Evolving code and adding new technologies - Part 4

In this part we will focus more on the process of changing a system architecture and the design at hand  than on code. After trying different approaches in an effort to not change the architecture entirely, with no success, there is only one thing to do. Change the architecture entirely. TL;DR Brace yourselves, major changes are coming. And they are good!

For a recap here is Part 1Part 2Part 3 and Part 5

What this change is not

The system at hand is an on premise system. It does not run in the cloud. I dare say that it does not even run on the same network as the customer's other services. It is an island with a closed network with no access to the world outside including the client's kitchen. These things exist to the extent that remote debugging is not possible, not even plugging a USB key after installation (if there is a USB port on the machine). I plan to address debugging such systems in a post after the series is over so stay tuned ;)

About the process of changing a system's architecture

Suppose that after long months of trying to fix the system, you reach the conclusion that there is no real option than to break the monolith into separate services. Not necessarily micro-services, and I have nothing against them, but Rome was not built in one day and re-architecting a monolith will be not be done in one go either.

You must remember that every time you want to make radical changes to a piece of software, you have to involve the stake holders. And they come in two flavors. Those who understand the problem and see the need for change and those who understand the problem but do not want to accept the fact that for the past few months they poured money down the drain and you produced no definitive results as far as they are concerned.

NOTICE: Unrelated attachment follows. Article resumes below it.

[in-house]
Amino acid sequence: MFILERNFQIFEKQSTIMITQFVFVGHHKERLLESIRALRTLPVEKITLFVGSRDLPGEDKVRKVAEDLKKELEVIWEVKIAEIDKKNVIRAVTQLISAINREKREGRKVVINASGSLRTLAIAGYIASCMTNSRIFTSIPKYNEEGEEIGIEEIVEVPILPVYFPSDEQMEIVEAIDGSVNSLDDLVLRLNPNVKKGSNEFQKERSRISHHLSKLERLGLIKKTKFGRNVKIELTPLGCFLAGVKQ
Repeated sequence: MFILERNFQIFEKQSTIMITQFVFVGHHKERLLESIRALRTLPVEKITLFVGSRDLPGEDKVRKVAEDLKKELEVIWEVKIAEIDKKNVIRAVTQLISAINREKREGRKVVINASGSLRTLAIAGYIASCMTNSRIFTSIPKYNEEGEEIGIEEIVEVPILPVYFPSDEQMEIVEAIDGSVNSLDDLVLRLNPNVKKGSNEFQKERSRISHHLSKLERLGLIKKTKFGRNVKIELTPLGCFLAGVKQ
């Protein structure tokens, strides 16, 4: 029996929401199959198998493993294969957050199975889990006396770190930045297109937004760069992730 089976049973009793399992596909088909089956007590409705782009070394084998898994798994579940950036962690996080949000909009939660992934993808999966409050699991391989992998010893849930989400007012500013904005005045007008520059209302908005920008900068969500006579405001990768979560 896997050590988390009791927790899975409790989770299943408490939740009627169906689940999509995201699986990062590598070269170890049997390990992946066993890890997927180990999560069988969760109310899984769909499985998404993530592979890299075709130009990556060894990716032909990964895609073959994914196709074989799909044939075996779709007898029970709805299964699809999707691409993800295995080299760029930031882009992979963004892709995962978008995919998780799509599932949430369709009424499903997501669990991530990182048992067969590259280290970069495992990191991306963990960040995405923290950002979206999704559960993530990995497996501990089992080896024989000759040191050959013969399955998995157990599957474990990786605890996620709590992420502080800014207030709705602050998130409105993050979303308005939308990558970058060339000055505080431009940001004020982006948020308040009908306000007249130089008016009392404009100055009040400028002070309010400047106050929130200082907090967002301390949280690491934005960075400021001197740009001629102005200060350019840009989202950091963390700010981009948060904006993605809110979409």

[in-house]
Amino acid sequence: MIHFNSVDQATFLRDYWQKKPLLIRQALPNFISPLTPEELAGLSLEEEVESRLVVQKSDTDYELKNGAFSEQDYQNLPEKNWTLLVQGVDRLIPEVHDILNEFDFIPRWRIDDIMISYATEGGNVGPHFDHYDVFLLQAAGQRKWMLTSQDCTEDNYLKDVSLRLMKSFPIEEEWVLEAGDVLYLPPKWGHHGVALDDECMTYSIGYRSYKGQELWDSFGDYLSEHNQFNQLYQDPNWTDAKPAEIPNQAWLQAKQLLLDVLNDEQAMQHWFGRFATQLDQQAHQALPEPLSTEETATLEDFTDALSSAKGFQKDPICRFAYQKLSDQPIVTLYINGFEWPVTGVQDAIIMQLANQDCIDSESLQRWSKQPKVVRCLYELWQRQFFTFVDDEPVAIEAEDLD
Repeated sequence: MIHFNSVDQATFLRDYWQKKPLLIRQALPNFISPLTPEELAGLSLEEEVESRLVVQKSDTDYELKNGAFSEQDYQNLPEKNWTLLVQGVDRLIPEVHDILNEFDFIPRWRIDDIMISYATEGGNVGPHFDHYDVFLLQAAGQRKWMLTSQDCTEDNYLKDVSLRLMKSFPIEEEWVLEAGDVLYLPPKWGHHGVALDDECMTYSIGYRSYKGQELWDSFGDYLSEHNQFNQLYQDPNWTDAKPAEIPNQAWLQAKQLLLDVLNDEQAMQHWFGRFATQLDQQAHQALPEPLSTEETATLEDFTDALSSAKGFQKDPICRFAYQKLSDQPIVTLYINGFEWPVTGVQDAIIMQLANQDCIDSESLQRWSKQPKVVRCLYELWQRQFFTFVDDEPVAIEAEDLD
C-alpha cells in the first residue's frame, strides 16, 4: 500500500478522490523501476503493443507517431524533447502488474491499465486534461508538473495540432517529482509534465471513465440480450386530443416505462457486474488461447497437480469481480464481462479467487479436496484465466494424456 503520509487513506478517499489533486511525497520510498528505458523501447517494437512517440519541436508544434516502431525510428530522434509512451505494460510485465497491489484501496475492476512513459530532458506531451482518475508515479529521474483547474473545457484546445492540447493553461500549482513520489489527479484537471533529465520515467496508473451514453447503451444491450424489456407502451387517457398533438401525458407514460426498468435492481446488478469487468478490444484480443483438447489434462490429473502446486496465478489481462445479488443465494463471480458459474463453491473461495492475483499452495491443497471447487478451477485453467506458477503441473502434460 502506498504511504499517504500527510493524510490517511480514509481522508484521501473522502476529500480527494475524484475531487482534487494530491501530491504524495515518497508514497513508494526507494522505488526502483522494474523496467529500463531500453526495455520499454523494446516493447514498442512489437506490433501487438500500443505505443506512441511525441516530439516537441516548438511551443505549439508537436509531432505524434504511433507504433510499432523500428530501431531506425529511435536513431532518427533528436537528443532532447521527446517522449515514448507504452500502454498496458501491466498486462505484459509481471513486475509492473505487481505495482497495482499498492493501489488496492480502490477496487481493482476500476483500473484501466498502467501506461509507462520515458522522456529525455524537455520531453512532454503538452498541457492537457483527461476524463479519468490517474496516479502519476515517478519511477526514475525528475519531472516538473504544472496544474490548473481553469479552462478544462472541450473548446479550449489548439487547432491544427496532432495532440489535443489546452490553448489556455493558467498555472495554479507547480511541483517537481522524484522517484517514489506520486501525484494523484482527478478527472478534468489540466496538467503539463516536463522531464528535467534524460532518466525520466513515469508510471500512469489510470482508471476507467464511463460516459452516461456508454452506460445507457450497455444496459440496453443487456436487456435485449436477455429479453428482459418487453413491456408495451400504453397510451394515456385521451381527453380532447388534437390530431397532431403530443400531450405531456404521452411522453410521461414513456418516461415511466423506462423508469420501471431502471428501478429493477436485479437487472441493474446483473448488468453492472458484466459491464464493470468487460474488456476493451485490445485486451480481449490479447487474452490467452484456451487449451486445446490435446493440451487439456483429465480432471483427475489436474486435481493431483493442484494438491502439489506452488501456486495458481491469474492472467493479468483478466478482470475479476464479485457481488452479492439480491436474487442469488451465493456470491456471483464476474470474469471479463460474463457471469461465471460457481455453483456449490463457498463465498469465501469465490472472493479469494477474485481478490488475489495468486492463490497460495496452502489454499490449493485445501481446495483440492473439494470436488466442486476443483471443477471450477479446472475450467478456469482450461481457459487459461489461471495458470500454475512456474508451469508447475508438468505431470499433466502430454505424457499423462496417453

In fact you are asking them to trust you and pour more money down the drain, the way they see it. You have to convince them that what you suggest is the only way. By the way if you suggested that, before the hopeless effort to fix the system and they didn't hear you now is not the time to remind them. Always remember (sadly enough) that the higher the managerial level, the more ego gets on the way and the less self responsibility is exhibited. In fact as the one suggesting the change, you have great opportunities before you, which come with great responsibility as well.

Changes in architecture

Observe the diagram below. On the left is where we are and on the right where we want to get to.

From a monolithic application holding display and processing logic mixed together we want to separate our processing blocks into separate processes. We want to separate the concerns of those building blocks and we also want to clean their code; remove dead code for example, refactor and make code leaner.

What we will also achieve is the ability to individually test each building block and even run it on a different machine in order to load balance the compute resources. After all as we have seen our system is growing. Messages are pouring into our system by the thousands or hundreds of thousands. We need solid infrastructure to cache messages and allow for the individual processes to deal with the them the best possible way. We also need a queuing mechanism and maybe even a messaging system. Now I know that there are a few 3rd party products out there for the job and you can choose to use anyone you like to accomplish the task at hand. For the purpose of this series I chose Redis. In this case a one stop shop for all our needs.